I hide in the shadows when “Badlands” comes to an end. I want one last chance to see the two of them stand together, to take a chance on conquering the world. There is no pause. They flow like they did when I first came to see them, staring up at them through the darkness and the smoke and hoping, praying, that someday I’d have the change to be on stage like them, to be a part of this kind of magic. Doug is taking Rahne’s advice and pounding away like he’s never done before. I know the song; the song that Rick said is the reason he wanted a band, because he wanted to be able to show that he could stand behind this song and give it justice.
“When routine vibes part. And ambitions are low. And resentment rides high. But emotions won’t grow. And we’re changing our ways. Taking different roads. Then love, love will tear us apart again.”
He dreams in words, I dream in chords. Together we find a melody. The melody finds a beat. The words and the chords flow together. Songs are born that way. Sometimes dreams are born that way too. He dreams in love songs. You anchor them. Love is born that way. A relationship between two people is just like the relationship between the guitar and the voice. They have to grow together, learn how they fit, what their mold will be. But love is like the song. Sometimes you can find it in one try and then it just grows more beautiful the more you play it. But you never forget that you learned how to play it in just one take.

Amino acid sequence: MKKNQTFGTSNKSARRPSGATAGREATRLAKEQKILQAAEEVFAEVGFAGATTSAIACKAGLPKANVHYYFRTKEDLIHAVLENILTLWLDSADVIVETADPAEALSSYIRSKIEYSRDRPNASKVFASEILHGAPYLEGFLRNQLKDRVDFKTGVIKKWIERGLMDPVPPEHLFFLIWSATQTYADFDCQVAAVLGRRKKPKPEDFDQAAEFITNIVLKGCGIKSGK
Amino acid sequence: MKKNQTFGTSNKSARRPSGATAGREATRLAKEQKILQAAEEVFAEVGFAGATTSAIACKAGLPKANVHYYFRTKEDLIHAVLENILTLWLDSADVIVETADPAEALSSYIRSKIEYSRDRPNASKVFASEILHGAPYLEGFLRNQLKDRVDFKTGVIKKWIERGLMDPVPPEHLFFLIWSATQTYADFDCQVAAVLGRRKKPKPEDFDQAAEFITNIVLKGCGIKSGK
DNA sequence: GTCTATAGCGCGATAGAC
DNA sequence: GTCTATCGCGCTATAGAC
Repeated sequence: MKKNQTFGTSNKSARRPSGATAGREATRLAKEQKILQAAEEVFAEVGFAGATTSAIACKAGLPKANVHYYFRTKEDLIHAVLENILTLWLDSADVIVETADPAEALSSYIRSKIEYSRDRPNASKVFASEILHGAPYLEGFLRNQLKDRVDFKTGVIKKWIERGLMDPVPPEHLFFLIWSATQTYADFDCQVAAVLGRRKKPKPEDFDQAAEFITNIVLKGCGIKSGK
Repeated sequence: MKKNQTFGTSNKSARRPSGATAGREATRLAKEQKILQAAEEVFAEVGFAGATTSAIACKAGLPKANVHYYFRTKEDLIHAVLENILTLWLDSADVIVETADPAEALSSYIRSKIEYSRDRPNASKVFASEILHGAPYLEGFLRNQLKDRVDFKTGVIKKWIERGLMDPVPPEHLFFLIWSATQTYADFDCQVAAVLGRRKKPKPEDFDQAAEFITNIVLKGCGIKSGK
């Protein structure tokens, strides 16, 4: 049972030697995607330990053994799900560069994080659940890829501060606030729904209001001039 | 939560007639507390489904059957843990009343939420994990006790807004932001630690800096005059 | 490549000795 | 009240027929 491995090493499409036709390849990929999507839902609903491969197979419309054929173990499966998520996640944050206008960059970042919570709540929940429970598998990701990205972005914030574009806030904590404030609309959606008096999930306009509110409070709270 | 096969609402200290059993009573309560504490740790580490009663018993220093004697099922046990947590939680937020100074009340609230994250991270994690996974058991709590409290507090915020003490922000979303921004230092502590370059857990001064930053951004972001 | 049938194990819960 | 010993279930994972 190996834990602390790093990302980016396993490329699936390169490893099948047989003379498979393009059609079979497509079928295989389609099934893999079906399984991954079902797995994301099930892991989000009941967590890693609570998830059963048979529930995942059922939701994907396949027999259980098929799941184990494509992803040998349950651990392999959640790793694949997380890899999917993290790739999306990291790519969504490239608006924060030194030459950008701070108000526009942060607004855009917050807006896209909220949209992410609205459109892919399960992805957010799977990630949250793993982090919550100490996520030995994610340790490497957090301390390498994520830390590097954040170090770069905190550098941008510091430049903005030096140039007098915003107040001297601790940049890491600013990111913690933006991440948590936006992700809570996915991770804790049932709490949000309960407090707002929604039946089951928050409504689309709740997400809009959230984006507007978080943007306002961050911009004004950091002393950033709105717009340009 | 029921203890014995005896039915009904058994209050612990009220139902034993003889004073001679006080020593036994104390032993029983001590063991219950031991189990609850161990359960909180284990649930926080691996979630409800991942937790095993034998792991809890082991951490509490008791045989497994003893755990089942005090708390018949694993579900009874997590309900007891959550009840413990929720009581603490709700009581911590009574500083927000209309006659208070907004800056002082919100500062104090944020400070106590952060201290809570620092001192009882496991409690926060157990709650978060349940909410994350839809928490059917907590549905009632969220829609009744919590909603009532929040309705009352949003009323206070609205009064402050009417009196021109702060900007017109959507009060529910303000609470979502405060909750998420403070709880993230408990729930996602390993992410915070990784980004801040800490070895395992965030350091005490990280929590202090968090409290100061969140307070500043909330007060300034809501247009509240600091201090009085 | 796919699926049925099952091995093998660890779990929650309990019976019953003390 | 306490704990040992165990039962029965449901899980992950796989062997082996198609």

I wish I didn’t know the words to the story but they’re my words. My own words working against my own heart. I’m not Rick. I don’t know the words to all the great songs ever written. I can’t throw out a quote to express how I feel. Even Phil Collins fades in my mind now that I need him most. So I’ll remember my own words, my own song. I will find a different corner. I will cross to another street. Where our song can fade to nothing. And I won’t recognize the beat. Around the different corner. Dreams might still come true. And I can find a love song. That won’t make me think of you.
Love will not tear us apart. Not again. I hate this fucking song, hate what it says about Rick and I, hate what it says about the world, hate what it says about love, hate that it’s true.